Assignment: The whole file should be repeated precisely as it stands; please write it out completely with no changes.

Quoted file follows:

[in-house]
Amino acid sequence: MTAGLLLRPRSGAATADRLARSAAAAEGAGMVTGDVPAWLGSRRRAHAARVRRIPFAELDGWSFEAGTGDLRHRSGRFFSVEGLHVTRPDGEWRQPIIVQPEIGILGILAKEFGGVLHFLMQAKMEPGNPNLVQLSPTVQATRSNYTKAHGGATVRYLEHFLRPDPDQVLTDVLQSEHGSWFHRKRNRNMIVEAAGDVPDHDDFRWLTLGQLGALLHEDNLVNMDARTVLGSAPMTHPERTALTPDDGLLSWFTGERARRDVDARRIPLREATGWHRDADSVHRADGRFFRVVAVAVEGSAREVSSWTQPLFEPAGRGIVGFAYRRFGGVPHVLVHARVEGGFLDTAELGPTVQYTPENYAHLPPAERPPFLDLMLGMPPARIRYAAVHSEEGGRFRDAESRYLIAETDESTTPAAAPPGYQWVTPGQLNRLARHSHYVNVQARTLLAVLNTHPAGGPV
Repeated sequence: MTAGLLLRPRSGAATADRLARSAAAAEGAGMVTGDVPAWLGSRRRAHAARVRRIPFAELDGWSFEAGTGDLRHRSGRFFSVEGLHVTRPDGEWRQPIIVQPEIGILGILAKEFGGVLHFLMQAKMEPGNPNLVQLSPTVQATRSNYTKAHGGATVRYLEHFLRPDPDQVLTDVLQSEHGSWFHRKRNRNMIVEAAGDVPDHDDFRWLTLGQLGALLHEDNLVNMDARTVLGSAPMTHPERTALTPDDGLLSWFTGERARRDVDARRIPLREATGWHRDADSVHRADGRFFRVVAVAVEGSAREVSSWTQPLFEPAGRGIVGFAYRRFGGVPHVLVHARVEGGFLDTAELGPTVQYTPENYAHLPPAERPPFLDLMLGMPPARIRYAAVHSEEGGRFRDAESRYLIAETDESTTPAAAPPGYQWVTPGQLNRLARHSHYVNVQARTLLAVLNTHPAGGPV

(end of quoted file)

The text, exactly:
[in-house]
Amino acid sequence: MTAGLLLRPRSGAATADRLARSAAAAEGAGMVTGDVPAWLGSRRRAHAARVRRIPFAELDGWSFEAGTGDLRHRSGRFFSVEGLHVTRPDGEWRQPIIVQPEIGILGILAKEFGGVLHFLMQAKMEPGNPNLVQLSPTVQATRSNYTKAHGGATVRYLEHFLRPDPDQVLTDVLQSEHGSWFHRKRNRNMIVEAAGDVPDHDDFRWLTLGQLGALLHEDNLVNMDARTVLGSAPMTHPERTALTPDDGLLSWFTGERARRDVDARRIPLREATGWHRDADSVHRADGRFFRVVAVAVEGSAREVSSWTQPLFEPAGRGIVGFAYRRFGGVPHVLVHARVEGGFLDTAELGPTVQYTPENYAHLPPAERPPFLDLMLGMPPARIRYAAVHSEEGGRFRDAESRYLIAETDESTTPAAAPPGYQWVTPGQLNRLARHSHYVNVQARTLLAVLNTHPAGGPV
Repeated sequence: MTAGLLLRPRSGAATADRLARSAAAAEGAGMVTGDVPAWLGSRRRAHAARVRRIPFAELDGWSFEAGTGDLRHRSGRFFSVEGLHVTRPDGEWRQPIIVQPEIGILGILAKEFGGVLHFLMQAKMEPGNPNLVQLSPTVQATRSNYTKAHGGATVRYLEHFLRPDPDQVLTDVLQSEHGSWFHRKRNRNMIVEAAGDVPDHDDFRWLTLGQLGALLHEDNLVNMDARTVLGSAPMTHPERTALTPDDGLLSWFTGERARRDVDARRIPLREATGWHRDADSVHRADGRFFRVVAVAVEGSAREVSSWTQPLFEPAGRGIVGFAYRRFGGVPHVLVHARVEGGFLDTAELGPTVQYTPENYAHLPPAERPPFLDLMLGMPPARIRYAAVHSEEGGRFRDAESRYLIAETDESTTPAAAPPGYQWVTPGQLNRLARHSHYVNVQARTLLAVLNTHPAGGPV